Inclusion Hub has featured Blind Institute of Technology on our ongoing partnership with Salesforce. BIT and Salesforce have recently teamed up with Computers for the Blind to help bridge the digital divide and reduce the low employment rates for professionals with disabilities. Thanks to a generous donation from Salesforce, BIT is able to assist with integrating Salesforce into Computer for the Blind’s organization, along with conducting a Salesforce user training which includes using the technology with screen readers. Executive director, Mike, Hess, is confident that Salesforce will be the first software as a system platform to employ 5000 professionals with disabilities into long lasting careers. To read more about all the work BIT, Salesforce and Computers for the Blind are doing together. Read more here!
Salesforce Proudly Presents a Gala Fundraiser for the
Friday, March 18, 2022, 6PM – 11PM
Salesforce proudly presents the Blind Institute of Technology’s Dining In The Dark Fundraising Gala at The Georgia Aquarium. BIT is a 501(c)(3) nonprofit organization providing workplace development and inclusive employment solutions for individuals with disabilities. BIT helps ready individuals with disabilities for success in the workplace as well as aids the employers who hire them!
Michael Patellis, VP of Corporate Development for BIT is excited to bring BIT’s Dining In The Dark Annual Fundraiser to Atlanta to help us significantly reduce the severe unemployment and underemployment rates of people with disabilities in the state of Georgia. Please join us in the Oceans Ballroom at the Georgia Aquarium for a night of fun!
- Current unemployment rate of people with disabilities is 81%.
- 21.5 million American adults, age 18 and older are blind or visually impaired.
- Annually the government spends over $4 billion of taxpayer money to support unemployed visually impaired Americans.
- Nearly one in five visually impaired Americans live at or below the poverty level and only 19% are currently employed.
- Among all demographics, unemployment and underemployment rates are among the highest for people with disabilities especially when considering qualifications.
The facts speak for themselves and this is why we do what we do every day. Our team recruits candidates with disabilities from universities, vocational rehabilitation centers, disability-focused forums and events, and social media. Our career development services include interactive workshops, resume writing, interview training, and specific skill training. Our BIT Academy focuses on official certifications for careers at companies such as Salesforce, Cisco, Amazon, and companies within their ecosystems. At a minimum, we guarantee each candidate who completes a course from the BIT Academy a paid internship with the ultimate goal of placement in a full-time employment role. Candidates we place earn a median salary of $72,000.00 per year which is 40% higher than the U.S. average household income of $50,740 per year. At the same time, we work closely with our corporate partners to increase awareness and education on the value of hiring individuals with disabilities.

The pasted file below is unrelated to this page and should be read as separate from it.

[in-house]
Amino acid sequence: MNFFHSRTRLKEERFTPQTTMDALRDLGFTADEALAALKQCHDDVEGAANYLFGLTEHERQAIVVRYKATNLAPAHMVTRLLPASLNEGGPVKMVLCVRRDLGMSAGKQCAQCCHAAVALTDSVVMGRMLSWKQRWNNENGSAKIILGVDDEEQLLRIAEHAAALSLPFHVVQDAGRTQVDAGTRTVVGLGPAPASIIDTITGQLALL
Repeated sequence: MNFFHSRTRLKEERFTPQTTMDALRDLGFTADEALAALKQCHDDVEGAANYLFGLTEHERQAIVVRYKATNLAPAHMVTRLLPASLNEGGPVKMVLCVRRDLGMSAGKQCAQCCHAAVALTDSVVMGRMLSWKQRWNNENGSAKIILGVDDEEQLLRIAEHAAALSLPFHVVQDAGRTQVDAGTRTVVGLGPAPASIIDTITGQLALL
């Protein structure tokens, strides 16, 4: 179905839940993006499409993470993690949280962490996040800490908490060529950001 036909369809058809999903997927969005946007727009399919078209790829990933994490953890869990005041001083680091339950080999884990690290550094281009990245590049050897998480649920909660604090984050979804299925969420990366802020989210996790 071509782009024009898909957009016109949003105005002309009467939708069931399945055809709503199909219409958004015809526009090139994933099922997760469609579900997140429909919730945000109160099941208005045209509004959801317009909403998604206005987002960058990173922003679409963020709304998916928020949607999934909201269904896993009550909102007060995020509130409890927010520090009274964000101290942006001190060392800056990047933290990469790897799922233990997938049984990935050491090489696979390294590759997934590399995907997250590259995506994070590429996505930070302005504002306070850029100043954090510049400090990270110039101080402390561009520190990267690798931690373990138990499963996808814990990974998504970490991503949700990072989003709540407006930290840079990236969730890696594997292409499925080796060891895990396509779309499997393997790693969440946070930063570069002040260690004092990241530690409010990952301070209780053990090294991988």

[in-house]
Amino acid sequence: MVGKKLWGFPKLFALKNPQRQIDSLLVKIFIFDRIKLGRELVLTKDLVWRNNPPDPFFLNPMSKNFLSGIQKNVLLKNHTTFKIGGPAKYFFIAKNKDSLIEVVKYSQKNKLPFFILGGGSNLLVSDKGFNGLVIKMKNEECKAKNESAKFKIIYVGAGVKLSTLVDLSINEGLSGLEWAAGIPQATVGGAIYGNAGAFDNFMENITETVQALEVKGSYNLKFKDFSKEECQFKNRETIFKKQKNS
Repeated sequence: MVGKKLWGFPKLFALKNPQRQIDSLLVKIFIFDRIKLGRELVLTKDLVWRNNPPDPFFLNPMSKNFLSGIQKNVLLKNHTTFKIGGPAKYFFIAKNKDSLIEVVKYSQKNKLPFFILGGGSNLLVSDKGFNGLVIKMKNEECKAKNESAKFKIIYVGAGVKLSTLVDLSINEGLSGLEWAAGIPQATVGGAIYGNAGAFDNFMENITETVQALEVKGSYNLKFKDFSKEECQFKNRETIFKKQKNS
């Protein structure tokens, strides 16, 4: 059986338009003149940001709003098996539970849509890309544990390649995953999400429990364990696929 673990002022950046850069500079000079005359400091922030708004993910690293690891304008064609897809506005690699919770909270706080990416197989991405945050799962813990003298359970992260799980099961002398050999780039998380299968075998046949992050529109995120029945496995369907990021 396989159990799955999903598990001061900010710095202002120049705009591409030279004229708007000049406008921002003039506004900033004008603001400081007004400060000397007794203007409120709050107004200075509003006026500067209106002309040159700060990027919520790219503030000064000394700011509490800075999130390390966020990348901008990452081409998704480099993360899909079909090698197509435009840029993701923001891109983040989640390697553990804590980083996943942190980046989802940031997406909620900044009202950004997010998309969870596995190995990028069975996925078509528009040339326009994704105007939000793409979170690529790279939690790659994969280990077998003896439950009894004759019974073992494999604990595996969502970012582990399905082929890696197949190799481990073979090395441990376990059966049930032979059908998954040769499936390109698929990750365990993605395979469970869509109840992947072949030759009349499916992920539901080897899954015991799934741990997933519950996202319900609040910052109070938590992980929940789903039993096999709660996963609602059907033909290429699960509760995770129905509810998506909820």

How You Can Help
BIT’s services are 100% complimentary to all of our candidates. Even after we place our candidates in meaningful careers we continue to mentor and provide career guidance to them. Upon successful completion of the BIT Academy courses, we work closely with the candidate and our corporate partners to identify the perfect fit for mutual success on both the candidate and corporate sides. On average we invest about $5,400 in each candidate that completes our BIT Academy courses. For 2022, our goal is to have at least 100 candidates complete the BIT Academy’s skill-up courses to then place them on a life-changing meaningful career path.
All the money raised at the Dining In The Dark Gala will go directly to maximizing the number of candidates that participate in the BIT Academy. Below you can see just a very small handful of lives we have changed forever by empowering individuals with disabilities and placing them in the professional workforce. Please help us achieve our goal by joining us at the Dining In The Dark Gala for a seated dinner, live auction, and entertainment while being surrounded by the breathtaking views of the Ocean’s Ballroom at the Georgia Aquarium.
Does our approach work? YES!
Contact Michael Patellis. (678) 429-5539 or E-mail.
Organization Providing IT Training, Certification and Jobs for Blind and Visually Impaired Professionals Partners with Salesforce to Strengthen Global Communities
DENVER, CO., December 6, 2021 – The Blind Institute of Technology was awarded its second grant in 18 months from global leader Salesforce for its workforce initiatives, providing BIT with a global expansion of its BIT Academy™, staffing wages for blind and visually impaired professionals (BVI), and to assist with Project SOAR. Project SOAR is a nonprofit program in Morocco focused on adolescent girls to help them break barriers and understand that they are equally capable and have just as bright of futures as their male classmates.
BIT has been providing Salesforce training to BVI professionals since 2016 through its BIT Academy™ and began working with Salesforce’s Office of Accessibility in early 2020. BIT’s recent work created an organized and utilized Salesforce program for Project SOAR that includes a comprehensive dashboard that allowed the nonprofit to track, aggregate, and report on important impact data.